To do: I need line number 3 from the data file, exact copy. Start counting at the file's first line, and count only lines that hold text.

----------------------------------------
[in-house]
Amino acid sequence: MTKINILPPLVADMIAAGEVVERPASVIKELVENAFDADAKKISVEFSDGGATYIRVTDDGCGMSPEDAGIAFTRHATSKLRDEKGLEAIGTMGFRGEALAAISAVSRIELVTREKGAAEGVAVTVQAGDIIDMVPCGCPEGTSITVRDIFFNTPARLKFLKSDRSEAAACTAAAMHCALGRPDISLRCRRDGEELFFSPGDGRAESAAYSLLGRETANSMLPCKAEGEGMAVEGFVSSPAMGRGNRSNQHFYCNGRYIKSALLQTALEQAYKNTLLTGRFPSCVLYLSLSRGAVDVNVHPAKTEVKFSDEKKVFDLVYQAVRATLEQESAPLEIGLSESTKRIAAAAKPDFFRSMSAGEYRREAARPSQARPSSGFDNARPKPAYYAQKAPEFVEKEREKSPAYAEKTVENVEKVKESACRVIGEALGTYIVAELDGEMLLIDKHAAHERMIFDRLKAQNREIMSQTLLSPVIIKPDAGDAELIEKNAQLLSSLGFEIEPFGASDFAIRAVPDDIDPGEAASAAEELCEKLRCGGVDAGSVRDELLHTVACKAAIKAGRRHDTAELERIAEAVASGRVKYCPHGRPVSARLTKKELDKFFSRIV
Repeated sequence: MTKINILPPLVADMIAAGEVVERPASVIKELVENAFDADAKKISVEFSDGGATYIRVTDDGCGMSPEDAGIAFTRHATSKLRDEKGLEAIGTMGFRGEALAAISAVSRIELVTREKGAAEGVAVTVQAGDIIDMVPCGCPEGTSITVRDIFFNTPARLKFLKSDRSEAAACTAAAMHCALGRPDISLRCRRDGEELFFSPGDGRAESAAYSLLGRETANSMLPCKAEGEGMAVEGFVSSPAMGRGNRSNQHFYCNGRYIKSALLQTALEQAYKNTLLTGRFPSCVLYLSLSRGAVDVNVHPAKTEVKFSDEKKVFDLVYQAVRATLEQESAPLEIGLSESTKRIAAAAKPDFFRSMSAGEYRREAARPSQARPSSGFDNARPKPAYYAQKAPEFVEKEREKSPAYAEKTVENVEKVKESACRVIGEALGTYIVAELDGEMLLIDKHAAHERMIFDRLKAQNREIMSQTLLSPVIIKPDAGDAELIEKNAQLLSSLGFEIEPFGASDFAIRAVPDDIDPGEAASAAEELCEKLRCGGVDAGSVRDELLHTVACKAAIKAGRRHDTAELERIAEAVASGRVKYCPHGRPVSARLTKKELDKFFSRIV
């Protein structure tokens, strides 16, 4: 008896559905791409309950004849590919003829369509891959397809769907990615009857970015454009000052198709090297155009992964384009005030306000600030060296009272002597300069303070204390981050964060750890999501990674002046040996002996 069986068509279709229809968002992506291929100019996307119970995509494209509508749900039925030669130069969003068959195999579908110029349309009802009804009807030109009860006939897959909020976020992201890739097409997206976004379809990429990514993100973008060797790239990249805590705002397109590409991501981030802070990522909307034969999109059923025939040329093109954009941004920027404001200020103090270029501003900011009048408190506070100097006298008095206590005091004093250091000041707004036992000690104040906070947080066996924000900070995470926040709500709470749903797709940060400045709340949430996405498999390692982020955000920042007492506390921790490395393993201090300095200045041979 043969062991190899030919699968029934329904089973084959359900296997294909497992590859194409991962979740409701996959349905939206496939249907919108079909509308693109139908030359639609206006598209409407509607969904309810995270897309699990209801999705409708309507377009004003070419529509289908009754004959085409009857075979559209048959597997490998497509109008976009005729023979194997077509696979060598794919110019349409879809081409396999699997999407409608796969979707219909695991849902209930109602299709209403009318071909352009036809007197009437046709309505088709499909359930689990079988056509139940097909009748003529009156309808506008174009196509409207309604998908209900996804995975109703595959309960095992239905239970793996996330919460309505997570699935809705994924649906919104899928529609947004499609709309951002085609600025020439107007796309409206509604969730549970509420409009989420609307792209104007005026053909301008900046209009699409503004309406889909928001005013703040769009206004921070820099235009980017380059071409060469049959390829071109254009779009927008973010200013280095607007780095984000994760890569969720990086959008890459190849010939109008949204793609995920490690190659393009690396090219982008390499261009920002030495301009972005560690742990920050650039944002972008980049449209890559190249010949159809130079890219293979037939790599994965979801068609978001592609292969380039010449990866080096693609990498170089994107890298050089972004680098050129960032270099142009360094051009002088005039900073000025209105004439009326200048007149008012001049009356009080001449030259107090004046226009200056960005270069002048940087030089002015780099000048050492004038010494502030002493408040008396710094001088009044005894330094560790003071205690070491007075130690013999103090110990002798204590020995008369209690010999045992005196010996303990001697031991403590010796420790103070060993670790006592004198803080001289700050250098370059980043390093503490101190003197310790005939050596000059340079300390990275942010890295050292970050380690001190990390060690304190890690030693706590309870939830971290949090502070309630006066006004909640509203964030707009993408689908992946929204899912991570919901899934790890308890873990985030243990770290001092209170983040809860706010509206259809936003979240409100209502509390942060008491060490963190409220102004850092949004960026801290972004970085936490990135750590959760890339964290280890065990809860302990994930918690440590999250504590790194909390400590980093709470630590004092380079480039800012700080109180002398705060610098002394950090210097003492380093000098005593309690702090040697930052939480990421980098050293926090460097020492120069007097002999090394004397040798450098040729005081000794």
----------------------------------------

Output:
Repeated sequence: MTKINILPPLVADMIAAGEVVERPASVIKELVENAFDADAKKISVEFSDGGATYIRVTDDGCGMSPEDAGIAFTRHATSKLRDEKGLEAIGTMGFRGEALAAISAVSRIELVTREKGAAEGVAVTVQAGDIIDMVPCGCPEGTSITVRDIFFNTPARLKFLKSDRSEAAACTAAAMHCALGRPDISLRCRRDGEELFFSPGDGRAESAAYSLLGRETANSMLPCKAEGEGMAVEGFVSSPAMGRGNRSNQHFYCNGRYIKSALLQTALEQAYKNTLLTGRFPSCVLYLSLSRGAVDVNVHPAKTEVKFSDEKKVFDLVYQAVRATLEQESAPLEIGLSESTKRIAAAAKPDFFRSMSAGEYRREAARPSQARPSSGFDNARPKPAYYAQKAPEFVEKEREKSPAYAEKTVENVEKVKESACRVIGEALGTYIVAELDGEMLLIDKHAAHERMIFDRLKAQNREIMSQTLLSPVIIKPDAGDAELIEKNAQLLSSLGFEIEPFGASDFAIRAVPDDIDPGEAASAAEELCEKLRCGGVDAGSVRDELLHTVACKAAIKAGRRHDTAELERIAEAVASGRVKYCPHGRPVSARLTKKELDKFFSRIV